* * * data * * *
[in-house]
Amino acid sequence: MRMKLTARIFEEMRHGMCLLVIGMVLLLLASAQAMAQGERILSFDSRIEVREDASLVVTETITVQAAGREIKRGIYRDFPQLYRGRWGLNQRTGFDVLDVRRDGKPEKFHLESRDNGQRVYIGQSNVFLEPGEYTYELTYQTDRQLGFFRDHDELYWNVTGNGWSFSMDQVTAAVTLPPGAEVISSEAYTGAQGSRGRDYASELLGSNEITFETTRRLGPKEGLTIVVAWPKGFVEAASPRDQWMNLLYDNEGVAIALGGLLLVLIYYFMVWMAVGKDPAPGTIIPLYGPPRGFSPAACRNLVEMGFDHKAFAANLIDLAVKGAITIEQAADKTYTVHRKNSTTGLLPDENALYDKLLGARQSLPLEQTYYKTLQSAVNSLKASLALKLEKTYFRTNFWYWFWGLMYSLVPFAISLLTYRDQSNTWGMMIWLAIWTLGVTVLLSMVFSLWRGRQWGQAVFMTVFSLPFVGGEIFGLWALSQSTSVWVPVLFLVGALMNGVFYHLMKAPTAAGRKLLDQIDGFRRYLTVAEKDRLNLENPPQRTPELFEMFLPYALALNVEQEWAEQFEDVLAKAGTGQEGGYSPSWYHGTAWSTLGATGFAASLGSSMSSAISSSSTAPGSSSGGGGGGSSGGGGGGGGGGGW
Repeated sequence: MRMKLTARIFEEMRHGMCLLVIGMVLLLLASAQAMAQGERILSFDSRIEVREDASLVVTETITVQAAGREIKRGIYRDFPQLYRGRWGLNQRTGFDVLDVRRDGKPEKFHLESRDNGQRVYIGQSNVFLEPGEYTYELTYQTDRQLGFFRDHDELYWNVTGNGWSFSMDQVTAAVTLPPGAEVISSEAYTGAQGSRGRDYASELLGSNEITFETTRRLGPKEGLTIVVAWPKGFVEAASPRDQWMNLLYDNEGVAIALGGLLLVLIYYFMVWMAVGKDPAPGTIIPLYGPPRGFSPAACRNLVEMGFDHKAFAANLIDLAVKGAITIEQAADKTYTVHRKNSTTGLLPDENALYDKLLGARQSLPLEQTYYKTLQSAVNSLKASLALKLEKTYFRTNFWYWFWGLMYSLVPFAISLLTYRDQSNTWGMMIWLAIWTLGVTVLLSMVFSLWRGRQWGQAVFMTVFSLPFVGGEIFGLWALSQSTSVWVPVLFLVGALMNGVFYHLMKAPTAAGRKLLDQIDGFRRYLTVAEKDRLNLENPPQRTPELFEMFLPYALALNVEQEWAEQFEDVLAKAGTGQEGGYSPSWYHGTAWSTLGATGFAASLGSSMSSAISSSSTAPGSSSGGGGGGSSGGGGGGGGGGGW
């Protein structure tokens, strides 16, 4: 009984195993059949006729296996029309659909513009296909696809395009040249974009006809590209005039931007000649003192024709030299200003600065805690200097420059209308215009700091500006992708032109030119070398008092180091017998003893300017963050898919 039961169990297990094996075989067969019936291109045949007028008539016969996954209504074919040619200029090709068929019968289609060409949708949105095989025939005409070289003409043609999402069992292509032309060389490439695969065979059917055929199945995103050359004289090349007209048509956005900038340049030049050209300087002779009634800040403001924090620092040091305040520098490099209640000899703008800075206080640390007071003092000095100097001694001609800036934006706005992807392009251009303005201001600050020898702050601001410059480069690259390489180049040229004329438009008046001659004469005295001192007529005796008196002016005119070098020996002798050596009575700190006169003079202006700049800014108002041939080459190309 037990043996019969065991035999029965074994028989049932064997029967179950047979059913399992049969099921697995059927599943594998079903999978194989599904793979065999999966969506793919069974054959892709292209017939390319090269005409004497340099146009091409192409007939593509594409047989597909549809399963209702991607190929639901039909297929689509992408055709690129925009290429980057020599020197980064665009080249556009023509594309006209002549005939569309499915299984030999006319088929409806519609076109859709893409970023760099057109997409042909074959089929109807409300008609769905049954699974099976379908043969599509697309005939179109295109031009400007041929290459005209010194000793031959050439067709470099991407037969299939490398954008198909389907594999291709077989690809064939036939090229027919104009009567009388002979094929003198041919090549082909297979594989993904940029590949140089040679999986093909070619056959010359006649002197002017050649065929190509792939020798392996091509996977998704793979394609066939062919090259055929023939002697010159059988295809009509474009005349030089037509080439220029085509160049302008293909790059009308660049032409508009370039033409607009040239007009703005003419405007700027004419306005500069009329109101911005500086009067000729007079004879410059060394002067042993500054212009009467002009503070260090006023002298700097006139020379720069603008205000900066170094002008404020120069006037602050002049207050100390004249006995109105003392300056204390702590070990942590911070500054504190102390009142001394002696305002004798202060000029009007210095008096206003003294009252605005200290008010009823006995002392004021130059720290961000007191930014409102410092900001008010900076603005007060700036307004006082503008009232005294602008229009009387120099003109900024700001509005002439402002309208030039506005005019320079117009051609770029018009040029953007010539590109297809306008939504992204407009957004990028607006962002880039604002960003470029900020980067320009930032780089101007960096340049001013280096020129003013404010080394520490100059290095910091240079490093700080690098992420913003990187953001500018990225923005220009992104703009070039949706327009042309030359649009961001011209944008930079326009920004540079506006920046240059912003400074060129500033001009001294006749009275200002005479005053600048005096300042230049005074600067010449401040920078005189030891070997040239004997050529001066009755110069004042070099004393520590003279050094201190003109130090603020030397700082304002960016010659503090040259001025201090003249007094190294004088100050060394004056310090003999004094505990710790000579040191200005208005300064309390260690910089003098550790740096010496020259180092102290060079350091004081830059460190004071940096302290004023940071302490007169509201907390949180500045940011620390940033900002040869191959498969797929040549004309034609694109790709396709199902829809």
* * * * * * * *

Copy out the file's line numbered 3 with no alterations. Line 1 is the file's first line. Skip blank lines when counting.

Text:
Repeated sequence: MRMKLTARIFEEMRHGMCLLVIGMVLLLLASAQAMAQGERILSFDSRIEVREDASLVVTETITVQAAGREIKRGIYRDFPQLYRGRWGLNQRTGFDVLDVRRDGKPEKFHLESRDNGQRVYIGQSNVFLEPGEYTYELTYQTDRQLGFFRDHDELYWNVTGNGWSFSMDQVTAAVTLPPGAEVISSEAYTGAQGSRGRDYASELLGSNEITFETTRRLGPKEGLTIVVAWPKGFVEAASPRDQWMNLLYDNEGVAIALGGLLLVLIYYFMVWMAVGKDPAPGTIIPLYGPPRGFSPAACRNLVEMGFDHKAFAANLIDLAVKGAITIEQAADKTYTVHRKNSTTGLLPDENALYDKLLGARQSLPLEQTYYKTLQSAVNSLKASLALKLEKTYFRTNFWYWFWGLMYSLVPFAISLLTYRDQSNTWGMMIWLAIWTLGVTVLLSMVFSLWRGRQWGQAVFMTVFSLPFVGGEIFGLWALSQSTSVWVPVLFLVGALMNGVFYHLMKAPTAAGRKLLDQIDGFRRYLTVAEKDRLNLENPPQRTPELFEMFLPYALALNVEQEWAEQFEDVLAKAGTGQEGGYSPSWYHGTAWSTLGATGFAASLGSSMSSAISSSSTAPGSSSGGGGGGSSGGGGGGGGGGGW